It wasn’t long before I’d want that feeling during the rest of the year. I would sneak a set or two out and run them on the basement floor during the summer. To get them off the floor, my Grandfather built me a 4’X4’ platform with a circle of Super O and a circle of O27 track. No scenery or buildings, just two small circles of track on plywood. I ran my post war trains round and round and imagined they were traveling to far away places.  It was a great placeholder until the big 5’X9’ Christmas layout was put together starting Saturday after thanksgiving.

And then all that stuff Art mentioned, and more, kicked in as I got old…. umm, more mature.

Last edited by Traindiesel

It boils down to the creation of that perfect world.  It may be in the assembling of a few choice train sets for display, a single train running around the tree or a complete layout furnished with every accessory imaginable.  Our minds eye dreams the scenario then we put forth control to achieve that dream creation

To what degree and in what direction we prefer to take our creativity are so varied that we each end up creating unique perfect worlds.  JLC knew the importance of creativity in a child's world and how his trains instilled a sense of control over a miniature empire.  All the attributes found in the creation of an art form.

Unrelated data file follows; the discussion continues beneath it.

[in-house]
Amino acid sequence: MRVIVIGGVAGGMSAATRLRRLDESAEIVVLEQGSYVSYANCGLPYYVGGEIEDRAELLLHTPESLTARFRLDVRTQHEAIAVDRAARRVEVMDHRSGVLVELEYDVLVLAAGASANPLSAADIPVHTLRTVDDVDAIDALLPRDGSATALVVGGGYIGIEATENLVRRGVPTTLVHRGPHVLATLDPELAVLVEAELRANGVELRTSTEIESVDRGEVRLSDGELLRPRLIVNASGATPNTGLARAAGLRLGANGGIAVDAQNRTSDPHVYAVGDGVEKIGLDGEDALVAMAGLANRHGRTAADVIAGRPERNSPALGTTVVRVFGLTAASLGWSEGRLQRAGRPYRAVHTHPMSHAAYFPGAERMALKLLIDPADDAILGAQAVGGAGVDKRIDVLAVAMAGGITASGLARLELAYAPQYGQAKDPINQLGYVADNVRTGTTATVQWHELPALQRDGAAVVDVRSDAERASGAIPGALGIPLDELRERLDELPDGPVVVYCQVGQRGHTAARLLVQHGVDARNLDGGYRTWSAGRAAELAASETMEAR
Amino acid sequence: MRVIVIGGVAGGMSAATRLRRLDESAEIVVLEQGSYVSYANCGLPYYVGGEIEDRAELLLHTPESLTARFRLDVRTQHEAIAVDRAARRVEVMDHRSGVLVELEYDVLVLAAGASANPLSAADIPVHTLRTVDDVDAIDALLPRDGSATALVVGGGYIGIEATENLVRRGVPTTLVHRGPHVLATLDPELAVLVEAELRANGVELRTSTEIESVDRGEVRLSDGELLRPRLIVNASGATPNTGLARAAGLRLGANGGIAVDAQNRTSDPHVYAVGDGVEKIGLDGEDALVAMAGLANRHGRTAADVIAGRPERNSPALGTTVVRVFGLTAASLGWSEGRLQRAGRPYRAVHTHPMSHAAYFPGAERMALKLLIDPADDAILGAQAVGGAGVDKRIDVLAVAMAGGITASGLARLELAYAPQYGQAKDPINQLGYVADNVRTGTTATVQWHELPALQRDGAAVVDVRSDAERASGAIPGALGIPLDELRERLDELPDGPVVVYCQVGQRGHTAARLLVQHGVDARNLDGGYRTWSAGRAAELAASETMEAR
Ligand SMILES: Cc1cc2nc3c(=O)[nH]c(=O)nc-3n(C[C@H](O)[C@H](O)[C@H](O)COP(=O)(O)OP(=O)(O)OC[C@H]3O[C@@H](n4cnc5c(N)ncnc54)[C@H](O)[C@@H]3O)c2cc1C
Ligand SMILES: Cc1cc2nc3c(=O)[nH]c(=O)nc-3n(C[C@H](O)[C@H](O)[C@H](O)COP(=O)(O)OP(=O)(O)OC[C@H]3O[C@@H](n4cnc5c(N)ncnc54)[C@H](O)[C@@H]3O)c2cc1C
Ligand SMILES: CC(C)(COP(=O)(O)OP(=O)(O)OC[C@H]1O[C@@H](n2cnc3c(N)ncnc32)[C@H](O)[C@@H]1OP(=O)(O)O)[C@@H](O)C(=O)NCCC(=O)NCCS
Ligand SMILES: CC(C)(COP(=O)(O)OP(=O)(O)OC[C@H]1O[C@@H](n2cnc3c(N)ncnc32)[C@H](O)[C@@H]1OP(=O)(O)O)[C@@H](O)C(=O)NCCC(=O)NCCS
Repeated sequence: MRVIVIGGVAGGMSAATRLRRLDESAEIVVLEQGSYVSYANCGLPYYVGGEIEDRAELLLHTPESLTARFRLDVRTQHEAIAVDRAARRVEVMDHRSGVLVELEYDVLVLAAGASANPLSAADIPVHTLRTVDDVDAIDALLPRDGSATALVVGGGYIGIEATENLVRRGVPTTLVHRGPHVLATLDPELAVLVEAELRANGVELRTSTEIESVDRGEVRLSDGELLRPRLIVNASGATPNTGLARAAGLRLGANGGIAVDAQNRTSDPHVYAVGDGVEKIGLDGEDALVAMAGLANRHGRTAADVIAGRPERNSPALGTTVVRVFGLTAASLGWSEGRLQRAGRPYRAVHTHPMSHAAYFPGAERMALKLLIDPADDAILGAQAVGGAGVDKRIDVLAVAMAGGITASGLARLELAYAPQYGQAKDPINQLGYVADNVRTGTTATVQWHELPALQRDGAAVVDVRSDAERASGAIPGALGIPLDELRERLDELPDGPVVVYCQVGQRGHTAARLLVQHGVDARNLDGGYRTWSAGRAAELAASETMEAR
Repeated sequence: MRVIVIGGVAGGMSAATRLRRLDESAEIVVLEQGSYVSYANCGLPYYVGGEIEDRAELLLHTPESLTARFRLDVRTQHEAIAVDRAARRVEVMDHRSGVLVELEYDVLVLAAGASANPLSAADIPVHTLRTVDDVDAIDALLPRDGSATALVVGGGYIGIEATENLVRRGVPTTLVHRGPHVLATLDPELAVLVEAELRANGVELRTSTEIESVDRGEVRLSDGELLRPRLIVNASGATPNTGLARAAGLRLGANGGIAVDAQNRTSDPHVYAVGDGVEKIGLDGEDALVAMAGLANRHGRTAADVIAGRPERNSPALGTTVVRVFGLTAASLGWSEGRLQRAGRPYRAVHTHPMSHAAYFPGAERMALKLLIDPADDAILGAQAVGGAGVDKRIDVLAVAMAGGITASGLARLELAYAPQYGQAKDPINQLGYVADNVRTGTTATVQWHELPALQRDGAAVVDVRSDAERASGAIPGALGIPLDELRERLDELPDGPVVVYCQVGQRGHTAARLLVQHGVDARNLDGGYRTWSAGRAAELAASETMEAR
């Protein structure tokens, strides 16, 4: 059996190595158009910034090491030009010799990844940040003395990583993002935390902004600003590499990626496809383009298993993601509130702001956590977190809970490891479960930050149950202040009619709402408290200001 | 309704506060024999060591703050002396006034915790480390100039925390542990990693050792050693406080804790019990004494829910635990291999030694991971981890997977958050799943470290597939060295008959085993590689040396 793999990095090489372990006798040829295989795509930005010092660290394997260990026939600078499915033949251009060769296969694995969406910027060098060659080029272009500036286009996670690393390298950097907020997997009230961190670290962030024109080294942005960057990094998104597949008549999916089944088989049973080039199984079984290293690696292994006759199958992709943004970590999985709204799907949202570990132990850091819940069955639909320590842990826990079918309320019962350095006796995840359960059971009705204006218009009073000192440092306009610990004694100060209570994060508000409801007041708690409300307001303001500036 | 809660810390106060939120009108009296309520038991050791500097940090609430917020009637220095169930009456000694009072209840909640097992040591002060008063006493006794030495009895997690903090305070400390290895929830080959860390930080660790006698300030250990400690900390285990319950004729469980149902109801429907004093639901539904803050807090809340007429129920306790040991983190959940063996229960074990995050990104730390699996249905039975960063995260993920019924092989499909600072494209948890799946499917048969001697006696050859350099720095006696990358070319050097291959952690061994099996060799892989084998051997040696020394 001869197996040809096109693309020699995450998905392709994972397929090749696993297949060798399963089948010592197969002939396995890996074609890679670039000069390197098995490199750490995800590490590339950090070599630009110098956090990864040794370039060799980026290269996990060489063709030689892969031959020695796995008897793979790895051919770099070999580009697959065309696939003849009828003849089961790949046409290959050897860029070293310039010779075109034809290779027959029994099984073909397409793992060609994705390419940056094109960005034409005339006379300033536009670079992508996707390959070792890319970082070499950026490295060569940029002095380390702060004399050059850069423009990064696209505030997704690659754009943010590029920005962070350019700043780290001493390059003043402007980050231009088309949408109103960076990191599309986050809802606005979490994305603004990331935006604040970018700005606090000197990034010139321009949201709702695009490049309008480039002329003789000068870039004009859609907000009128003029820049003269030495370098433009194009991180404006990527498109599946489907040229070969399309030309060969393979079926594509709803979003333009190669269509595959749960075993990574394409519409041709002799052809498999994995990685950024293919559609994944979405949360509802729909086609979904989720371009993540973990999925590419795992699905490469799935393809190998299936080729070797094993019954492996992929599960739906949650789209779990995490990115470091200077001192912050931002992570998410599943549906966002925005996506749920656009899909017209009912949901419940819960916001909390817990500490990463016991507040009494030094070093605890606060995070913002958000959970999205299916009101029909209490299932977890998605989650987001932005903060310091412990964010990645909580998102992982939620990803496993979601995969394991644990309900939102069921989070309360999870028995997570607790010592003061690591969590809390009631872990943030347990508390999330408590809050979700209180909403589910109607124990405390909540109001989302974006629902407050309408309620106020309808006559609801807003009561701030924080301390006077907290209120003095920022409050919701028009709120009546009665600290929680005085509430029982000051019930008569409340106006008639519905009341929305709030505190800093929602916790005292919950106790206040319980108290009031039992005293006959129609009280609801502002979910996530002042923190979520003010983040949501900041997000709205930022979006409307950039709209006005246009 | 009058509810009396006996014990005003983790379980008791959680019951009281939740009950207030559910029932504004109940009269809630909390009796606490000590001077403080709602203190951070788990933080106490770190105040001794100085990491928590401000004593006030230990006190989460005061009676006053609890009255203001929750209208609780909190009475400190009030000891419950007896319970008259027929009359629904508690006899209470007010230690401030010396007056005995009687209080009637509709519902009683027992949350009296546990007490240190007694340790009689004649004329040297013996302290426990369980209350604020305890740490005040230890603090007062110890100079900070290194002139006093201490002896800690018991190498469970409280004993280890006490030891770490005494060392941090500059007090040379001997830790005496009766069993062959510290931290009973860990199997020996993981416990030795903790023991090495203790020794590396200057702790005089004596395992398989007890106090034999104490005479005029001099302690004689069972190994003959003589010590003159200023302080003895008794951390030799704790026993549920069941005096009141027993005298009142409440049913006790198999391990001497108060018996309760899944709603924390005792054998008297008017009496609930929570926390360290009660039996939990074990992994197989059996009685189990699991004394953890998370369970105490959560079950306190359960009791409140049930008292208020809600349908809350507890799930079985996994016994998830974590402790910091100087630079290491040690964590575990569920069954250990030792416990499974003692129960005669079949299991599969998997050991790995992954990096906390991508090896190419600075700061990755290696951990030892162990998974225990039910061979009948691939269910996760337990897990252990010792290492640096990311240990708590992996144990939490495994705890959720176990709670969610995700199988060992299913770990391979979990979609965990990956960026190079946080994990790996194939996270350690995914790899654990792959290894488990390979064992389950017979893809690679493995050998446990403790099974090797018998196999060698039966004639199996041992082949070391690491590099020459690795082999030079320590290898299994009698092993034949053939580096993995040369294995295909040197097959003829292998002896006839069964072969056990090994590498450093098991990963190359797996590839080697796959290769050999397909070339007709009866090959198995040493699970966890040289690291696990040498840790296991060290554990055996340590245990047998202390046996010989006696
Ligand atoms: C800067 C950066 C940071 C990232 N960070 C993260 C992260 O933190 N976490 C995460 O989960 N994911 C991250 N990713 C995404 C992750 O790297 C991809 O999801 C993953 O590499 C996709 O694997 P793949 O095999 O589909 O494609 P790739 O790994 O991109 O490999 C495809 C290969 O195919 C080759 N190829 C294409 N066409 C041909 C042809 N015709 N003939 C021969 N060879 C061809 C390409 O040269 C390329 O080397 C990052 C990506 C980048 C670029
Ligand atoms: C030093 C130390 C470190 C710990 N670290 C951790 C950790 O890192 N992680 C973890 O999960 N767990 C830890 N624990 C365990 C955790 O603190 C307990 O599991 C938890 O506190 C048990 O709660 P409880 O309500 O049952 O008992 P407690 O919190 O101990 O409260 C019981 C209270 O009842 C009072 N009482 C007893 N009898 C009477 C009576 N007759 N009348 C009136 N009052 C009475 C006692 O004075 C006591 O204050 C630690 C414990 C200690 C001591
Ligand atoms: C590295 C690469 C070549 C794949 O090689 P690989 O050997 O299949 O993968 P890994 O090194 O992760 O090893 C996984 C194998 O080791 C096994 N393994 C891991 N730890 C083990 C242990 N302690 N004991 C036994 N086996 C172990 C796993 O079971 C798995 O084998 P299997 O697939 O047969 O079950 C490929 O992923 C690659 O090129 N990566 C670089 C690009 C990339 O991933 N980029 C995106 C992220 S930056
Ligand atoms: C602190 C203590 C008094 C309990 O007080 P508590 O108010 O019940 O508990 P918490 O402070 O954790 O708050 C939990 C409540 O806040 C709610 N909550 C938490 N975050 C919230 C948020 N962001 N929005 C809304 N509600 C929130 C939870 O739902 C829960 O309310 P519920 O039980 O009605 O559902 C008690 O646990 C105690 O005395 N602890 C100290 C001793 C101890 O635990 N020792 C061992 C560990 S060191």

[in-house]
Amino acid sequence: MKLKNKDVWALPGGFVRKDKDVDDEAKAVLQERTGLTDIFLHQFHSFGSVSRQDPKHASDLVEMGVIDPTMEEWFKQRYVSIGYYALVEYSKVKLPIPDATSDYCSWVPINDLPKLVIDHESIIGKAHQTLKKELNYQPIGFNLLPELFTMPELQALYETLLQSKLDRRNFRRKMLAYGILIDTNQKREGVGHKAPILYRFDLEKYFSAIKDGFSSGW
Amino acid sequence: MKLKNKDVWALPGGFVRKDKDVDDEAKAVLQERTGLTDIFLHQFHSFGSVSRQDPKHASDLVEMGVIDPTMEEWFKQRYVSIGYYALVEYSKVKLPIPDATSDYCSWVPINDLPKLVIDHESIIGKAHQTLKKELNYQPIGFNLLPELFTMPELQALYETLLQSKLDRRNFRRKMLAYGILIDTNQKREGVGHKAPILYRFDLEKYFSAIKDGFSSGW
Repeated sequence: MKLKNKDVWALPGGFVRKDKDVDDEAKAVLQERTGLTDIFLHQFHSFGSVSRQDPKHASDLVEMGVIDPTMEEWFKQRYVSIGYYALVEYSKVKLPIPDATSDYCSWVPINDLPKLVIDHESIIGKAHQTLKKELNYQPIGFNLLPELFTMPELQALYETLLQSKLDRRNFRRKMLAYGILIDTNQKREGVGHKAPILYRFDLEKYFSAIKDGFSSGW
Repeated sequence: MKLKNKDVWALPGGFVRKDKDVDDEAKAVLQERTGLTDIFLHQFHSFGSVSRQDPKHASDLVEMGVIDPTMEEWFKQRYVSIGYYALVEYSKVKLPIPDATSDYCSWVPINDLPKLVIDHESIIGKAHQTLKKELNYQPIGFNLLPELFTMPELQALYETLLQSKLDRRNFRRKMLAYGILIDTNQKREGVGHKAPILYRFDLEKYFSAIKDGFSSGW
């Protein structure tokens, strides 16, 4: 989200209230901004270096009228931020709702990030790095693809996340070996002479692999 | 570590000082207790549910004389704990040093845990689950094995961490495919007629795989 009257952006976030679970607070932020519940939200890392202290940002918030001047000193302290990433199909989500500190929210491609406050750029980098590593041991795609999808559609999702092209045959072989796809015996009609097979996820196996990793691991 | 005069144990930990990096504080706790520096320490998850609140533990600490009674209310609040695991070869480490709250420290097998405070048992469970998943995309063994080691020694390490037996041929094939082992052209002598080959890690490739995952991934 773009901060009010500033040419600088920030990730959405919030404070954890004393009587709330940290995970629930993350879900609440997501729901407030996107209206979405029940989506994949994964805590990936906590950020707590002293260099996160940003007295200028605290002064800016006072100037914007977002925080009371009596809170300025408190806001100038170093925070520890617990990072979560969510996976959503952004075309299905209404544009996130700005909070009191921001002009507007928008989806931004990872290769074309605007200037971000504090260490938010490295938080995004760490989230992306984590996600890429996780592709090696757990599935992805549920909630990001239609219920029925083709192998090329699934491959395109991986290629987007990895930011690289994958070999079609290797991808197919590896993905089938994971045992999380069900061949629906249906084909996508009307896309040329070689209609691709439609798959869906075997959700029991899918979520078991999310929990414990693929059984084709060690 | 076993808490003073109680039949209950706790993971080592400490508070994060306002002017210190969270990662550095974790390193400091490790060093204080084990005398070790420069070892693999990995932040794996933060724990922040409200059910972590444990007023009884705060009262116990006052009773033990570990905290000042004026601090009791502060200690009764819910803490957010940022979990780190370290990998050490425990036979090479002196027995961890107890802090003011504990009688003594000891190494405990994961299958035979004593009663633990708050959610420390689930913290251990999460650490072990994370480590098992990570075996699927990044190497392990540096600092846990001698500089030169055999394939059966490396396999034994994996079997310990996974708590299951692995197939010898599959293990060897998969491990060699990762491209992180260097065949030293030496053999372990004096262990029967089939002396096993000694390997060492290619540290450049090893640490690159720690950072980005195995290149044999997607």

Bruce

Last edited by brwebster

Would posit model railroading meets a psychological need for control in an unpredictable and ambiguous world.  The degree depends on whether model railroading is just a hobby or a compulsion.

What, me worry?

"Oil tanker cars, hoppers filled with coal,

Tunnel through my mountains with me in control,

Don't ask why,

Blow the whistle, honk the horn, at the semaphore,

Passengers abound as I call all aboard,

You know why, who am I?"

2nd verse of "Who Am I (Rollin' By)" video song by Arnold D. Cribari on YouTube.

My early essence was gained when looking through the window at Macy’s across from  my mother’s office on 34th and Broadway.   Then going up to the 5th floor was like entering the land  of Oz.
I live near Seattle now , and it still thrills me to see my mother’s office when watching the  Macy’s Thanksgiving Day parade.
Alan